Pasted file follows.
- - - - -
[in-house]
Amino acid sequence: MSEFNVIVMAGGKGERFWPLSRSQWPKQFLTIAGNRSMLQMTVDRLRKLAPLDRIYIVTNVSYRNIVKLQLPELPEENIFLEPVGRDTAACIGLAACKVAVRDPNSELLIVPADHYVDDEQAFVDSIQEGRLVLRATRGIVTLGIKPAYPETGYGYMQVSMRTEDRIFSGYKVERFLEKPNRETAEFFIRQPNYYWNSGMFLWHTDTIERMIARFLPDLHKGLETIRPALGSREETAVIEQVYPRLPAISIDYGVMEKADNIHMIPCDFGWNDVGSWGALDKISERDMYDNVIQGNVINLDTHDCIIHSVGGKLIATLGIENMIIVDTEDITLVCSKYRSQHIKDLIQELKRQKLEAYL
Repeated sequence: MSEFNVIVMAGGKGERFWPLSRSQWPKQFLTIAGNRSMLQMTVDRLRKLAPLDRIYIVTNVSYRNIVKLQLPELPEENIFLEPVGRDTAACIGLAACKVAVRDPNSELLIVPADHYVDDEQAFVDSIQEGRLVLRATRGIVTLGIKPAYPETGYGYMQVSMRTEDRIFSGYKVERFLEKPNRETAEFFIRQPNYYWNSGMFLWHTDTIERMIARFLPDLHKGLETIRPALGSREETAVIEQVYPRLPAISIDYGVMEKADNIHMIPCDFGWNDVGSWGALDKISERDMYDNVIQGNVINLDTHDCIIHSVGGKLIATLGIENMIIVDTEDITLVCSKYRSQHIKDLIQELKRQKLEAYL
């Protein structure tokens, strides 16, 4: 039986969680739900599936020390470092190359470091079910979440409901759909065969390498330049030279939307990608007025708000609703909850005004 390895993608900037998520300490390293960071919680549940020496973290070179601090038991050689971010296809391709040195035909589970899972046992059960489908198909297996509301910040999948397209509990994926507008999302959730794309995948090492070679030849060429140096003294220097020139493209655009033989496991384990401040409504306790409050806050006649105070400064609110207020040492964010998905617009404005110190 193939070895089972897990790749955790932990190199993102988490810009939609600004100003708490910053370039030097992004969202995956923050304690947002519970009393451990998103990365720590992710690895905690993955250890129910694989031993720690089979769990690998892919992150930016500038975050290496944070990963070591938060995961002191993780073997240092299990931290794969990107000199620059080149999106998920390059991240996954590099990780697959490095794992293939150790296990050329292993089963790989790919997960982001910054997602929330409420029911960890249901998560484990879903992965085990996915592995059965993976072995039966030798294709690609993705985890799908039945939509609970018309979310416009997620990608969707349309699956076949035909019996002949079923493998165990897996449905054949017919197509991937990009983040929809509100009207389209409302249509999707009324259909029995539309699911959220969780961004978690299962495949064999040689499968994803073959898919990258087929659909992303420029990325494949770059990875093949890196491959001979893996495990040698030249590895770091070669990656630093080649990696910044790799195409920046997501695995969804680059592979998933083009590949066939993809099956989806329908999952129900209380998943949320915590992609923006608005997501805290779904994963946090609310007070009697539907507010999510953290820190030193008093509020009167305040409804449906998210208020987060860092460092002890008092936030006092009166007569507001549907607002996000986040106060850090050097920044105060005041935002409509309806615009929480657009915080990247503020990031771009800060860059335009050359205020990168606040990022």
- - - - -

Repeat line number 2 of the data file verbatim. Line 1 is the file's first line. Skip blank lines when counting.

Amino acid sequence: MSEFNVIVMAGGKGERFWPLSRSQWPKQFLTIAGNRSMLQMTVDRLRKLAPLDRIYIVTNVSYRNIVKLQLPELPEENIFLEPVGRDTAACIGLAACKVAVRDPNSELLIVPADHYVDDEQAFVDSIQEGRLVLRATRGIVTLGIKPAYPETGYGYMQVSMRTEDRIFSGYKVERFLEKPNRETAEFFIRQPNYYWNSGMFLWHTDTIERMIARFLPDLHKGLETIRPALGSREETAVIEQVYPRLPAISIDYGVMEKADNIHMIPCDFGWNDVGSWGALDKISERDMYDNVIQGNVINLDTHDCIIHSVGGKLIATLGIENMIIVDTEDITLVCSKYRSQHIKDLIQELKRQKLEAYL